This week’s readings: Matthew 13; Luke 8 and 13
Don’t forget to record your impressions and read the ideas outlined in the new Come, Follow Me manuals on ChurchofJesusChrist.org.
This week’s scriptural insight comes from Verse by Verse: Volume 1 by Andrew C. Skinner and D. Kelly Ogden.
The word tares occurs in the New Testament only in this one parable. The Greek word zizanion, translated as “tares,” is said to come from a Semitic root and refers to weeds in grain. Most assume it is the somewhat poisonous bearded darnel, or weed grass. It resembles wheat in its early stages of growth, and the roots of the two are often intertwined (Matthew 13:29). The tares did not grow naturally; they were deliberately planted. The tares represent apostates, flourishing together with the righteous (the wheat) in the Lord’s kingdom. At the Judgment, however, they will be separated, as with the wheat and the chaff (Doctrine and Covenants 86:7).
These ideas and topics are compiled from Come, Follow Me and have been adapted for specific situations. Check out the manuals online for more ideas, or come up with your own as you study!
One of the reasons Christ taught in parables was to communicate with His followers in a way that they could relate and understand. For your couple study this week, you might consider focusing on this idea and talk together about why Christ might have used each parable and what those listening to Him might have better understood because He used them. You could even take it one step further and talk about how you might include some of these communication principles in your own marriage.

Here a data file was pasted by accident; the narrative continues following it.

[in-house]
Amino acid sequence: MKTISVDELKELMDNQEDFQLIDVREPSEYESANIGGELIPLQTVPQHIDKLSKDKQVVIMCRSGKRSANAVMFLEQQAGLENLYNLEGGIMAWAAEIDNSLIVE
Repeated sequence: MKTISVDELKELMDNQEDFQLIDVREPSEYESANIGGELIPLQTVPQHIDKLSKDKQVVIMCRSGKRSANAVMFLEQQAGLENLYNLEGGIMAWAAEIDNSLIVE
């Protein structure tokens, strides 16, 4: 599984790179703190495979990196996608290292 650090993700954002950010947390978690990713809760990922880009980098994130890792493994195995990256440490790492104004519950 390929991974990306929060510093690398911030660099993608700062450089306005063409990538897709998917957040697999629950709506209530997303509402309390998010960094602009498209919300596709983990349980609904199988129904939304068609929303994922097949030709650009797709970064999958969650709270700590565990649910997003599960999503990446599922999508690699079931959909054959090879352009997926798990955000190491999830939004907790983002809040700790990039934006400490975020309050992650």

No matter your age, gender, marital status, etc., we all live in a world that can sometimes confuse good and evil. As you study the parable of the wheat and the tares this week, you might consider writing down a list of worldly beliefs, thoughts, or practices that may have crept into your life. You could pick one to focus on this week and think of ways that you can “nourish that which is good” and help stifle some of these “spiritual tares” in your life as President Oaks discusses in his talk “The Parable of the Sower.”
For families with young children:
For an interactive, more long-term study this week, consider focusing on the parable of the sower. After reading the parable, you can use disposable bathroom cups to gather or create the different types of soil. Each family member can plant a seed in a different cup, and as you do so, you can discuss how our hearts can be like each soil. Place the cups in a place where family members can see them grow for several weeks, and then you might have a follow-up study to talk about why some of the seeds grew and some didn’t to reemphasize the meaning of the parable later.
For families with teens:
As your family studies various parables in this week’s reading, you might consider working together to make a chart with the names of the parable, a brief description of it, and how it can apply to your family or individual family members. You might even have an activity where each family member shares their own gospel parable using familiar objects or situations that the family can remember.
Stay in the loop on Come, Follow Me discussions and insights throughout the week by following the Brightly Beams Instagram account, or check out this week's related Come, Follow Me FHE lesson: Small and Simple Things.